Data and its use for society’s benefit is one of the areas where we are now seeing rapid developments in both practice and policy. And not just in terms of health care or medical research.
I thought I’d link-up a few of the announcements and news items that have happened just this past week to give people a sense of what is happening.
Today we see UK Biobank – the anonymised database of medical records of half a million volunteers – go live (in every sense!). The volunteers I have spoken too have been very impressed with the way this initiative has been run and how they have been treated. It will be interesting to see how UK Biobank deals with the public engagement piece of their work as things develop over time. Anyway, it’s a really important newcomer to the landscape and should be welcomed.
Locally, you’ll notice that a lot more announcements of this sort are being made by NHS organisations – in this case NHS Oxfordshire – detailing plans to put summary care records online. Readers will be interested in the second half of this article which details the ‘rights of access’ arrangements and safeguards put in place to retain confidentiality.
But the most interesting report or development this week in my view, was yesterday’s publication by the regulator, Ofcom, of its study of our changing attitudes and habits when it comes to online living. The study does not look at personal health data as such but it is a fascinating insight into the cultural transformation that is taking place. Theer are various news reports about it but I would highly recommend you look at the full report. It points to increasing confidence among the British public about online activity but also a more switched-on one when it comes to what to look for in terms of protection of their privacy. There’s also an interesting finding that trust in Government when it comes to data is higher than that which people have in retailers or banks (well,obviously, on the last one!).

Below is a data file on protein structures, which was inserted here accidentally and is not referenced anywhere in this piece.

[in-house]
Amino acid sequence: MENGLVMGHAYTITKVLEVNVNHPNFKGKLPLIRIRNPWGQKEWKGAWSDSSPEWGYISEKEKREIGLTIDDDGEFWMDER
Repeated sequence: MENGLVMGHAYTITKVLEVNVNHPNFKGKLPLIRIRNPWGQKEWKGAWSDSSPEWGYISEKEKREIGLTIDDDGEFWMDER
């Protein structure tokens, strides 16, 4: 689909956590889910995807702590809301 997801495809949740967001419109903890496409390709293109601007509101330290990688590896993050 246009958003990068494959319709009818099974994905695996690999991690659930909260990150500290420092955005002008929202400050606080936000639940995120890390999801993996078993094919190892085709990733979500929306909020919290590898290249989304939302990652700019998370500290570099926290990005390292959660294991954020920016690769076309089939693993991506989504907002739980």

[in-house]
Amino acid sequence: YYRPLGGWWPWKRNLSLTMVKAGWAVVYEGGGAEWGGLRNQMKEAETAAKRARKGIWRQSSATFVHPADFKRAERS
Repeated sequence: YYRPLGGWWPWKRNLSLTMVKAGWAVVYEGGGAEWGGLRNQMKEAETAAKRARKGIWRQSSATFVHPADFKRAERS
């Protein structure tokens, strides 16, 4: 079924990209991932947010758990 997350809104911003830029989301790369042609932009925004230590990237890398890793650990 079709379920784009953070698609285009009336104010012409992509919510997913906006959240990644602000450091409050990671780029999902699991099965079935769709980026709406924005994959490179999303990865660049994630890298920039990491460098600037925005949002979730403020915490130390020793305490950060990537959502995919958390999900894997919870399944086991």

This is also a really fascinating read – a report by KPMG entitled ‘Accelerating Innovation – The Power of the Crowd’ – published on Thursday and which, aside from making the case that patient expectations will drive eHealth, looks at some interesting case studies from around the world of eHealth innovation. The Danish model looks particularly attractive from a patient perspective. I quote from the KPMG website about Sundhed.dk:
“Every Danish citizen has their own personal web page, can view treatment/diagnoses from their own hospital record, book appointments with general practitioners, send secure emails to health authorities, order medication from pharmacies, monitor self-compliance with medication, and get access to local disease management systems.”
By the way, if you are generally interested in the ‘open data’ issue you may wish to keep an eye on the current sciencewise project underway. I think the first round of public dialogue sessions were held in January/February.